/huy"dreuh foyl'/, n.
1. Naval Archit. a surface form creating a thrust against water in a direction perpendicular to the plane approximated by the surface.
2. Naut.
a. a winglike member having this form, designed to lift the hull of a moving vessel.
b. a vessel equipped with hydrofoils.
[1915-20; HYDRO-1 + FOIL2]

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      underwater fin with a flat or curved winglike surface that is designed to lift a moving boat or ship by means of the reaction upon its surface from the water through which it moves. Ships that use hydrofoils, or foils, are themselves called hydrofoils. Hydrofoils can lift a boat's hull clear of the water as speed increases, and the resultant reduction in drag yields higher speeds without expending more horsepower.

      The two main foil systems now in use are the surface-piercing and submerged types. Surface-piercing foils just break the surface of the water and are usually arranged in a V-shape. Foils that stay fully submerged project down into the water vertically. When at rest or steaming slowly, a hydrofoil ship supports its weight by its own buoyance, but as speed is increased, the foils carry progressively more weight until the ship's hull is raised clear of the water. Hydrofoil ships are faster than ships of conventional design but are limited to moderate sizes.

      The first efficient manned hydrofoil ship was built in Italy about 1900 by Enrico Forlanini. Hydrofoils were not widely used until the 1950s, when military and commercial models were built. By the 1970s hydrofoil craft were in operation in many places, and speeds of up to 80 knots (nautical miles per hour) had been achieved.

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Universalium. 2010.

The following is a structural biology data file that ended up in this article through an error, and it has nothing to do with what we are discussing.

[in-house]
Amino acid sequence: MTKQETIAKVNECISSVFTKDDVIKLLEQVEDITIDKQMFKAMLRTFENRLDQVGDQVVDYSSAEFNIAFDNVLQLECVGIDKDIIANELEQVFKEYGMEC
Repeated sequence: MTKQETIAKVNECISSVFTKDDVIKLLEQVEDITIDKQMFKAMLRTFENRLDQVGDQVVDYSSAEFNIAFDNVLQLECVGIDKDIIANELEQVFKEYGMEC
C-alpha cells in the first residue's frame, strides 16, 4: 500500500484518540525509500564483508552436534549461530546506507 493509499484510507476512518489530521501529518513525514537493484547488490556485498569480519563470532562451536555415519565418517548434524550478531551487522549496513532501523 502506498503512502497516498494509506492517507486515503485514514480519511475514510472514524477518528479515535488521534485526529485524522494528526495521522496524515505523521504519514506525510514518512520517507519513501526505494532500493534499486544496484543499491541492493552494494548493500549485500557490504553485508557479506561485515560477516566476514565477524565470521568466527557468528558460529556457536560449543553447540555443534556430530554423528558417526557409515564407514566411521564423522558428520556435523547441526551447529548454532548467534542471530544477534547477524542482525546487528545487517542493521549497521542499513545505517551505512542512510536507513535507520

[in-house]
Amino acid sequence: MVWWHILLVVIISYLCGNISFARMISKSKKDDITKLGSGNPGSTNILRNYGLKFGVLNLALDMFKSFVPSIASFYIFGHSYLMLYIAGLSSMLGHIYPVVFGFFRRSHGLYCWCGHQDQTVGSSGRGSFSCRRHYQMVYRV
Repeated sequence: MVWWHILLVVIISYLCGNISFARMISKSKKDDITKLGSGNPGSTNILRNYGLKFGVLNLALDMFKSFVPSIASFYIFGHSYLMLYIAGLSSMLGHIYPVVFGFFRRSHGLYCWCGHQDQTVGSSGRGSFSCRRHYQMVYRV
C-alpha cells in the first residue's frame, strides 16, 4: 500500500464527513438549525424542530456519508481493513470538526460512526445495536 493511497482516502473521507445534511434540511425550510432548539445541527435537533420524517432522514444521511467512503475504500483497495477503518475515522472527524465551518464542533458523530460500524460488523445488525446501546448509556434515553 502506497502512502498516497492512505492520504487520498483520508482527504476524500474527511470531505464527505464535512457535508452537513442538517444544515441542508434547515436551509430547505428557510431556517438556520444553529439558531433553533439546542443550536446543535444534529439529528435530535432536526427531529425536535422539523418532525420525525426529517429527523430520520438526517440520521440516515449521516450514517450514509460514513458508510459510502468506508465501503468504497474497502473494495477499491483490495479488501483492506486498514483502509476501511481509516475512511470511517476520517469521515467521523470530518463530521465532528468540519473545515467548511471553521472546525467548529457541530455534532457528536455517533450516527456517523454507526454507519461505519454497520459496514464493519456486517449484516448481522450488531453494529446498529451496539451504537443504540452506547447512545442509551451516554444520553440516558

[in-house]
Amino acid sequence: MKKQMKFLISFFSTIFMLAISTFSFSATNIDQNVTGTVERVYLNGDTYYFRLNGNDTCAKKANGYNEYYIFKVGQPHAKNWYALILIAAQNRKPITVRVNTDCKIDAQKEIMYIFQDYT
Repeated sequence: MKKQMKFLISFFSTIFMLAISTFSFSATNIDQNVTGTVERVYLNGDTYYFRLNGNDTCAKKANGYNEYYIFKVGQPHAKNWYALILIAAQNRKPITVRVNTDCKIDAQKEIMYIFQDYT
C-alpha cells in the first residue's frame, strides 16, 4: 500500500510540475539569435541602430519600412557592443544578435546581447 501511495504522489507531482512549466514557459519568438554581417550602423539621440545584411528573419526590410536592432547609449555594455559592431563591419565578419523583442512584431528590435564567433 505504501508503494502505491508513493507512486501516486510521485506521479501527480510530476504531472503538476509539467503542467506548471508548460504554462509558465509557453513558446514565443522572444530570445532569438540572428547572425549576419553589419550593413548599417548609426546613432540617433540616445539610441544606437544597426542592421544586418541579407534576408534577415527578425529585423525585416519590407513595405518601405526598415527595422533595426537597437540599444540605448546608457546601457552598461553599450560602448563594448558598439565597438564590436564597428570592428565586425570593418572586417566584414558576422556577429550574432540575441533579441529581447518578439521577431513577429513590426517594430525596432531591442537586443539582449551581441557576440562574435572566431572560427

Look at other dictionaries:

  • hydrofoil — [ idrofɔjl ] n. m. • 1955; mot angl. , de foil « feuille, surface plane » ♦ Anglic. Navire rapide dont la coque, munie d ailes portantes, se soulève hors de l eau à grande vitesse. Recomm. offic. HYDROPTÈRE. ● hydroptère ou hydrofoil nom masculin …   Encyclopédie Universelle

  • hydrofoil — 1959, boat that travels through water on wings, short for hydrofoil boat, originally the name of the wings themselves (1920); formed in English from HYDRO (Cf. hydro ) + FOIL (Cf. foil) (n.) …   Etymology dictionary

  • hydrofoil — s. m. 1. Estrutura na parte inferior de uma embarcação, semelhante a uns patins ou planadores, sustentados por uma espécie de braços, para reduzir o atrito com a água. 2. Embarcação rápida, a motor, cujo casco é provido dessa estrutura. •… …   Dicionário da Língua Portuguesa

  • hydrofoil — ► NOUN 1) a boat fitted with structures (known as foils) which lift the hull clear of the water at speed. 2) each of the foils of such a craft …   English terms dictionary

  • hydrofoil — [hī′drə foil΄] n. [ HYDRO + (AIR)FOIL] 1. any of the winglike structures attached to the hull of some watercraft: at a certain speed the hull is lifted above the water and the craft skims along on the hydrofoils at great speeds 2. a craft with… …   English World dictionary

  • Hydrofoil — A hydrofoil is a boat with wing like foils mounted on struts below the hull. As the craft increases its speed the hydrofoils develop enough lift for the boat to become foilborne i.e. to raise the hull up and out of the water. This results in a… …   Wikipedia

  • Hydrofoil — Hydroptère Pour les articles homonymes, voir Hydroptère (homonymie). Prototype Forlanini 1910 Un hydroptère (d …   Wikipédia en Français

  • Hydrofoil — Hy|d|ro|foil [ haɪdrəfɔɪl], das; s, s [engl. hydrofoil, geb. nach aerofoil = Tragfläche, flügel]: engl. Bez. für: Tragflächen , Tragflügelboot. * * * Hydrofoil   [ haɪdrəʊfɔɪl] das, (s)/ s, englische Bezeichnung für Tragflügelboot. * * *… …   Universal-Lexikon

  • hydrofoil — UK [ˈhaɪdrəʊˌfɔɪl] / US [ˈhaɪdrəˌfɔɪl] noun [countable] Word forms hydrofoil : singular hydrofoil plural hydrofoils a) a boat with wing shaped pieces fixed to the bottom that lift the boat onto the surface of the water as it starts to travel… …   English dictionary

  • Hydrofoil — Hy|dro|foil [ haidroufɔil] das; [s], s <aus gleichbed. engl. hydrofoil> engl. Bez. für Tragflächenboot …   Das große Fremdwörterbuch

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